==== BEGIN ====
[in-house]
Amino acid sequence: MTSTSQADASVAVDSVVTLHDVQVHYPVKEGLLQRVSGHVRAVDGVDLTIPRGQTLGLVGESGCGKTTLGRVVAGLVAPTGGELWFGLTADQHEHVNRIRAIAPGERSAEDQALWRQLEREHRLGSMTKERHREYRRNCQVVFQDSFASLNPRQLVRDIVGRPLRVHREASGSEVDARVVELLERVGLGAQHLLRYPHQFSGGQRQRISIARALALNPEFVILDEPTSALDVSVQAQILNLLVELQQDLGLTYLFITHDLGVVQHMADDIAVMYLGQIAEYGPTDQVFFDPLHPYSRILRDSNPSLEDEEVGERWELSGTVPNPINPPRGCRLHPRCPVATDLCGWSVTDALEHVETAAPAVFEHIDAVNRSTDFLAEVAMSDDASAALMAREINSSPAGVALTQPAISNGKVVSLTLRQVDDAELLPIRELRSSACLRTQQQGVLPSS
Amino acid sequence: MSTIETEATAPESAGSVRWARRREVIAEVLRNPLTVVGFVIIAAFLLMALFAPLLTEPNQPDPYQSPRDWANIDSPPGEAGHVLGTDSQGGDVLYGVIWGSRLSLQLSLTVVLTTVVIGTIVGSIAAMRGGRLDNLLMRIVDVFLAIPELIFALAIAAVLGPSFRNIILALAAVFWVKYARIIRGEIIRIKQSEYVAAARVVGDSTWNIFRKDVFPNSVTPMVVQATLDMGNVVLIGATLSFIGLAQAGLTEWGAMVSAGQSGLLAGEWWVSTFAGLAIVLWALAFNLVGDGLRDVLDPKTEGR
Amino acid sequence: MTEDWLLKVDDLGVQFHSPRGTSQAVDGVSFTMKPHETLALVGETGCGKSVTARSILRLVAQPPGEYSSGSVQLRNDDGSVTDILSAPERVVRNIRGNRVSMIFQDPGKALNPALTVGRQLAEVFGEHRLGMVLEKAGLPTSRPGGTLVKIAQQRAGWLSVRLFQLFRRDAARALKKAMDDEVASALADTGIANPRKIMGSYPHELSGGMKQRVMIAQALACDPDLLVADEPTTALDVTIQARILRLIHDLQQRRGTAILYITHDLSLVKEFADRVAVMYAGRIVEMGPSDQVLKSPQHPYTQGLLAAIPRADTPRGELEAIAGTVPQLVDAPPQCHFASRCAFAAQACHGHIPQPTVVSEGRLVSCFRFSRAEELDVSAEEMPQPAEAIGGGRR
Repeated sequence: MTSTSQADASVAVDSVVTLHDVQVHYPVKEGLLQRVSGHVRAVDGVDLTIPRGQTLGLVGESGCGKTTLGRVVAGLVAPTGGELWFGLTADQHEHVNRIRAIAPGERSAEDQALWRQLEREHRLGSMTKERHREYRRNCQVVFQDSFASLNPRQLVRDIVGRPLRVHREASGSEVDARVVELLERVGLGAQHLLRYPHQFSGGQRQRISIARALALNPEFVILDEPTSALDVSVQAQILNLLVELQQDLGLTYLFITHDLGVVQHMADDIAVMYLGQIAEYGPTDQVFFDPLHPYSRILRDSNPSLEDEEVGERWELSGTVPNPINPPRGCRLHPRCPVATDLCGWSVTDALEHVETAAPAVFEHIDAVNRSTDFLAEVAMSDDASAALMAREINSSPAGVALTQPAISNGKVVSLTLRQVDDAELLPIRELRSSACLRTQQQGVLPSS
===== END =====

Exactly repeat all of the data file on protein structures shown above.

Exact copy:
[in-house]
Amino acid sequence: MTSTSQADASVAVDSVVTLHDVQVHYPVKEGLLQRVSGHVRAVDGVDLTIPRGQTLGLVGESGCGKTTLGRVVAGLVAPTGGELWFGLTADQHEHVNRIRAIAPGERSAEDQALWRQLEREHRLGSMTKERHREYRRNCQVVFQDSFASLNPRQLVRDIVGRPLRVHREASGSEVDARVVELLERVGLGAQHLLRYPHQFSGGQRQRISIARALALNPEFVILDEPTSALDVSVQAQILNLLVELQQDLGLTYLFITHDLGVVQHMADDIAVMYLGQIAEYGPTDQVFFDPLHPYSRILRDSNPSLEDEEVGERWELSGTVPNPINPPRGCRLHPRCPVATDLCGWSVTDALEHVETAAPAVFEHIDAVNRSTDFLAEVAMSDDASAALMAREINSSPAGVALTQPAISNGKVVSLTLRQVDDAELLPIRELRSSACLRTQQQGVLPSS
Amino acid sequence: MSTIETEATAPESAGSVRWARRREVIAEVLRNPLTVVGFVIIAAFLLMALFAPLLTEPNQPDPYQSPRDWANIDSPPGEAGHVLGTDSQGGDVLYGVIWGSRLSLQLSLTVVLTTVVIGTIVGSIAAMRGGRLDNLLMRIVDVFLAIPELIFALAIAAVLGPSFRNIILALAAVFWVKYARIIRGEIIRIKQSEYVAAARVVGDSTWNIFRKDVFPNSVTPMVVQATLDMGNVVLIGATLSFIGLAQAGLTEWGAMVSAGQSGLLAGEWWVSTFAGLAIVLWALAFNLVGDGLRDVLDPKTEGR
Amino acid sequence: MTEDWLLKVDDLGVQFHSPRGTSQAVDGVSFTMKPHETLALVGETGCGKSVTARSILRLVAQPPGEYSSGSVQLRNDDGSVTDILSAPERVVRNIRGNRVSMIFQDPGKALNPALTVGRQLAEVFGEHRLGMVLEKAGLPTSRPGGTLVKIAQQRAGWLSVRLFQLFRRDAARALKKAMDDEVASALADTGIANPRKIMGSYPHELSGGMKQRVMIAQALACDPDLLVADEPTTALDVTIQARILRLIHDLQQRRGTAILYITHDLSLVKEFADRVAVMYAGRIVEMGPSDQVLKSPQHPYTQGLLAAIPRADTPRGELEAIAGTVPQLVDAPPQCHFASRCAFAAQACHGHIPQPTVVSEGRLVSCFRFSRAEELDVSAEEMPQPAEAIGGGRR
Repeated sequence: MTSTSQADASVAVDSVVTLHDVQVHYPVKEGLLQRVSGHVRAVDGVDLTIPRGQTLGLVGESGCGKTTLGRVVAGLVAPTGGELWFGLTADQHEHVNRIRAIAPGERSAEDQALWRQLEREHRLGSMTKERHREYRRNCQVVFQDSFASLNPRQLVRDIVGRPLRVHREASGSEVDARVVELLERVGLGAQHLLRYPHQFSGGQRQRISIARALALNPEFVILDEPTSALDVSVQAQILNLLVELQQDLGLTYLFITHDLGVVQHMADDIAVMYLGQIAEYGPTDQVFFDPLHPYSRILRDSNPSLEDEEVGERWELSGTVPNPINPPRGCRLHPRCPVATDLCGWSVTDALEHVETAAPAVFEHIDAVNRSTDFLAEVAMSDDASAALMAREINSSPAGVALTQPAISNGKVVSLTLRQVDDAELLPIRELRSSACLRTQQQGVLPSS